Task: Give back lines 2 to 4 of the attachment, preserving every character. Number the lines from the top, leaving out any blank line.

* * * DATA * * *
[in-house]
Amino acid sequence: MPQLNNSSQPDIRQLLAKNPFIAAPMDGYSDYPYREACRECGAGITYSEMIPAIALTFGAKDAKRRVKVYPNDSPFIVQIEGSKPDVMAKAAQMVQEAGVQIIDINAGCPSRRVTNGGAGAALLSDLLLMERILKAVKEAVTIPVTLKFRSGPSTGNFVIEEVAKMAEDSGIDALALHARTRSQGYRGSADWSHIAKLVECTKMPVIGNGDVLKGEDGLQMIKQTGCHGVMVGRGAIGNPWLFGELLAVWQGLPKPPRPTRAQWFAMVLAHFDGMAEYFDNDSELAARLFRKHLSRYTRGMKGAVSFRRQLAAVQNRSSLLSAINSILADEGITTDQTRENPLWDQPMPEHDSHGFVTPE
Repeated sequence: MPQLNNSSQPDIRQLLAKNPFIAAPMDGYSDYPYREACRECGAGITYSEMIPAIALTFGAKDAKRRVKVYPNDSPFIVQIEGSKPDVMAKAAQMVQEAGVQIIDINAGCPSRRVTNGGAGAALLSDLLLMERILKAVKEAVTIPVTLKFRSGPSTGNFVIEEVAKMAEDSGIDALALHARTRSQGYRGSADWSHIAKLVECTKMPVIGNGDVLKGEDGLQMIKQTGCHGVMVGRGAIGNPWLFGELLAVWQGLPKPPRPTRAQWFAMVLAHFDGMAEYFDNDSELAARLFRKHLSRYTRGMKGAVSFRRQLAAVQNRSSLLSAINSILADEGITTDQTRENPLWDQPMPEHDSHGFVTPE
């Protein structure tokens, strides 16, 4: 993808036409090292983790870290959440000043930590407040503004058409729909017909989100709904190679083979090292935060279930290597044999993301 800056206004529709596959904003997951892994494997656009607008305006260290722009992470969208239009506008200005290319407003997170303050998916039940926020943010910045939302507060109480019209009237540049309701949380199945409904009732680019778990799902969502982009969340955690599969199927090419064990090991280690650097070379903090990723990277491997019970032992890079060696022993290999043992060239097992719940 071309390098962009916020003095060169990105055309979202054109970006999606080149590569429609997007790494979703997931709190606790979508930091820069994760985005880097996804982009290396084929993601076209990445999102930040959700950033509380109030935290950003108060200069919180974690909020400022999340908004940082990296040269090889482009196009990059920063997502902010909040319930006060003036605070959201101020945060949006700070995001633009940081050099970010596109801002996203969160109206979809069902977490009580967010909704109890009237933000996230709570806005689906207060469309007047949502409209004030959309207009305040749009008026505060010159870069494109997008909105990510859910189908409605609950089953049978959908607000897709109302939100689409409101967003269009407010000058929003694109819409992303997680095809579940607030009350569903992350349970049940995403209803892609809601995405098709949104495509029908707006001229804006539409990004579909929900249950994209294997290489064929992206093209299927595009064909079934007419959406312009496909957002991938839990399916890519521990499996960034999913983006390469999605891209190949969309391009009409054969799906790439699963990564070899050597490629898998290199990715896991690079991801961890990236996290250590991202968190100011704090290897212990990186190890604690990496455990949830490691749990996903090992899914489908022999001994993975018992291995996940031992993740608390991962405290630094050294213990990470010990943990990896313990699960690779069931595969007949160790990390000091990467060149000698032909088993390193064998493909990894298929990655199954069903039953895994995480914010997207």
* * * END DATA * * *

Amino acid sequence: MPQLNNSSQPDIRQLLAKNPFIAAPMDGYSDYPYREACRECGAGITYSEMIPAIALTFGAKDAKRRVKVYPNDSPFIVQIEGSKPDVMAKAAQMVQEAGVQIIDINAGCPSRRVTNGGAGAALLSDLLLMERILKAVKEAVTIPVTLKFRSGPSTGNFVIEEVAKMAEDSGIDALALHARTRSQGYRGSADWSHIAKLVECTKMPVIGNGDVLKGEDGLQMIKQTGCHGVMVGRGAIGNPWLFGELLAVWQGLPKPPRPTRAQWFAMVLAHFDGMAEYFDNDSELAARLFRKHLSRYTRGMKGAVSFRRQLAAVQNRSSLLSAINSILADEGITTDQTRENPLWDQPMPEHDSHGFVTPE
Repeated sequence: MPQLNNSSQPDIRQLLAKNPFIAAPMDGYSDYPYREACRECGAGITYSEMIPAIALTFGAKDAKRRVKVYPNDSPFIVQIEGSKPDVMAKAAQMVQEAGVQIIDINAGCPSRRVTNGGAGAALLSDLLLMERILKAVKEAVTIPVTLKFRSGPSTGNFVIEEVAKMAEDSGIDALALHARTRSQGYRGSADWSHIAKLVECTKMPVIGNGDVLKGEDGLQMIKQTGCHGVMVGRGAIGNPWLFGELLAVWQGLPKPPRPTRAQWFAMVLAHFDGMAEYFDNDSELAARLFRKHLSRYTRGMKGAVSFRRQLAAVQNRSSLLSAINSILADEGITTDQTRENPLWDQPMPEHDSHGFVTPE
């Protein structure tokens, strides 16, 4: 993808036409090292983790870290959440000043930590407040503004058409729909017909989100709904190679083979090292935060279930290597044999993301 800056206004529709596959904003997951892994494997656009607008305006260290722009992470969208239009506008200005290319407003997170303050998916039940926020943010910045939302507060109480019209009237540049309701949380199945409904009732680019778990799902969502982009969340955690599969199927090419064990090991280690650097070379903090990723990277491997019970032992890079060696022993290999043992060239097992719940 071309390098962009916020003095060169990105055309979202054109970006999606080149590569429609997007790494979703997931709190606790979508930091820069994760985005880097996804982009290396084929993601076209990445999102930040959700950033509380109030935290950003108060200069919180974690909020400022999340908004940082990296040269090889482009196009990059920063997502902010909040319930006060003036605070959201101020945060949006700070995001633009940081050099970010596109801002996203969160109206979809069902977490009580967010909704109890009237933000996230709570806005689906207060469309007047949502409209004030959309207009305040749009008026505060010159870069494109997008909105990510859910189908409605609950089953049978959908607000897709109302939100689409409101967003269009407010000058929003694109819409992303997680095809579940607030009350569903992350349970049940995403209803892609809601995405098709949104495509029908707006001229804006539409990004579909929900249950994209294997290489064929992206093209299927595009064909079934007419959406312009496909957002991938839990399916890519521990499996960034999913983006390469999605891209190949969309391009009409054969799906790439699963990564070899050597490629898998290199990715896991690079991801961890990236996290250590991202968190100011704090290897212990990186190890604690990496455990949830490691749990996903090992899914489908022999001994993975018992291995996940031992993740608390991962405290630094050294213990990470010990943990990896313990699960690779069931595969007949160790990390000091990467060149000698032909088993390193064998493909990894298929990655199954069903039953895994995480914010997207």